Monday, July 31, 2017

Read, Read, and Then Read Some More

"The more that you read, the more things you will know. The more that you learn, the more places you'll go." Dr. Suess, I Can Read With My Eyes Shut

According to Pew Research, the typical American reads five books in a year, at least as of a few years ago, and I could not find any more recent statistics. Now, we could (and I almost did) start to rail about how that is terrible and how TV, Netflix, etc. are taking our attention away from books and destroying our minds, but there are probably a lot of reasons for why the typical American reads so little. Maybe they do not like to read, which is probably a lot of people, and I am not sure how to convince them otherwise. Maybe people are just too busy, which will be somewhat addressed in this post. Or, maybe people just do not feel like they can read a lot, perhaps because, like me, you are a slow reader and your comprehension is not the best. Well, hopefully this post will be an encouragement to you.

Let me say up front: I am a slooooow reader. I could go into why, but that is not really relevant and will sound like I am making excuses. But, because I am a slow reader, I have struggled to read as much as I would like to read. In seminary, my greatest struggle was not tests or papers but finishing all the reading that was required. It felt like torture because I had to read about 625 pages per week. I am a slow reader.

But, I have made some changes to my reading habits this year, and I have already read 31 books this year, and I am on course to read probably more than 50. And, by the way, in most of July, I have not had much of a chance to read for a few reasons that are not really important, which has slowed my progress a little, but I think I am picking up steam again. The point is, however, that if I can read 31 books in about six months, you can too because I bet you are a faster, better reader than me. Most people are. Here are the ways I have changed my reading habits that has helped a lot:

Reading Categories

I realized earlier this year that my reading was somewhat haphazard and directionless, so I decided to divide my regular reading into categories that covered the major areas of responsibility in my life: being a Christian, being a husband, being a father, being a pastor/preacher, being a youth leader, and being a human who likes to be entertained (i.e. fiction books). I try to be reading a book in each of these categories at any given point in time. This is not always the case (e.g. currently, I am not reading a youth leading book but have one I plan to start soon), but having these categories gives me direction when I finish a book. I do not just go to a "best seller" list looking for any old book, but I ask, "What category am I missing currently?" and I go looking for a book in that category.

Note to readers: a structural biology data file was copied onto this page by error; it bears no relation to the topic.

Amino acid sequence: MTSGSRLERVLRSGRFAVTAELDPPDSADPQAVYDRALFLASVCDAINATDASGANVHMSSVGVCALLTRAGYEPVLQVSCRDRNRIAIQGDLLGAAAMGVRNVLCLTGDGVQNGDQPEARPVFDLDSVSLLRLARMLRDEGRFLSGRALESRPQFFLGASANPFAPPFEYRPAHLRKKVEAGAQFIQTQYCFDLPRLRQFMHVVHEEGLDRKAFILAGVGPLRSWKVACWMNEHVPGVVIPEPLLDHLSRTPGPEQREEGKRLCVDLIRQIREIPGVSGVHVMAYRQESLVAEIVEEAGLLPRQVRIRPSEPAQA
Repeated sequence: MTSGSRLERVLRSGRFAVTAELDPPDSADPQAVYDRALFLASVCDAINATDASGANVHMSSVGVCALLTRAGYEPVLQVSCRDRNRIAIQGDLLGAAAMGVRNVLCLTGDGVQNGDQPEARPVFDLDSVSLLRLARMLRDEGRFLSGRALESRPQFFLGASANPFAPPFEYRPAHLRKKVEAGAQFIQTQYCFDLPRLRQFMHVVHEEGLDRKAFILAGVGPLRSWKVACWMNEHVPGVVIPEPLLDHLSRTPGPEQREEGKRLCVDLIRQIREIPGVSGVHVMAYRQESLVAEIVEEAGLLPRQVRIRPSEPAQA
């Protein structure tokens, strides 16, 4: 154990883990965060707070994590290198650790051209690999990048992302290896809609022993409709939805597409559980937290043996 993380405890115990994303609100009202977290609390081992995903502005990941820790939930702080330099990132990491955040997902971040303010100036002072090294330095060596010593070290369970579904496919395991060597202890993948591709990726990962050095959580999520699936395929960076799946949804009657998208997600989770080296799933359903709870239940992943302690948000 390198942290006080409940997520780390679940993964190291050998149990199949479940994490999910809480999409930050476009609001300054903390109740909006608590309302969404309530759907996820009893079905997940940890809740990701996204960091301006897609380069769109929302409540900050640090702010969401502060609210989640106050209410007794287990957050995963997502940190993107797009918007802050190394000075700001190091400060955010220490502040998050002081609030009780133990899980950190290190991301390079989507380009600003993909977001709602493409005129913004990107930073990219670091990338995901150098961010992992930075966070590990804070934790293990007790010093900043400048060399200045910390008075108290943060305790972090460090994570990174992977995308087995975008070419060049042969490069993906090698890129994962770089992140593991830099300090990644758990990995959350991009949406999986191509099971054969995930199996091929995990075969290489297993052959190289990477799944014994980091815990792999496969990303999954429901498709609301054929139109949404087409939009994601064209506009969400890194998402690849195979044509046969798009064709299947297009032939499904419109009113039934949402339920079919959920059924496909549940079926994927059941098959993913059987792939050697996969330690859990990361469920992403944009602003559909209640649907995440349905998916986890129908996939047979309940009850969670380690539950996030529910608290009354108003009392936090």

Reading Books in Parallel; Not Series

And, no, by that I do not mean series of books, like The Chronicles of Narnia series. I mean: I read several books at once (parallel); not one book at a time (series). (These are circuit terms, but they still apply well here.) So, I try to be reading a book in each category (see above) and a few others books (see below) at once. For my regular reading categories, I try to do a chapter of one book a day (e.g. a chapter of a Christian life book Monday, a chapter of a marriage book Tuesday, etc.).

In my opinion, this has the advantage of keeping me engaged in my books and not getting bored with my reading. I do not know about you, but because I am slow reader, when I read books in series (i.e. one at a time), I got bored with the same book after a while. Reading books in parallel helps me to keep from getting bored while I read at my pace.

Now, you might think, "Doesn't that mess up your comprehension? Don't you forget what you read the last time since it could be a week or more before you read another chapter?" Well, it might, but I have one other habit with this: at the end of each chapter of a book, I summarize it in a paragraph and write that on the last page of the chapter. This helps me in two ways: 1) it allows me to remind myself of the content without going over highlights, which takes more time and 2) it actually helps me retain information better because I have to summarize the chapters, thus forcing me to bring the point to a few sentences.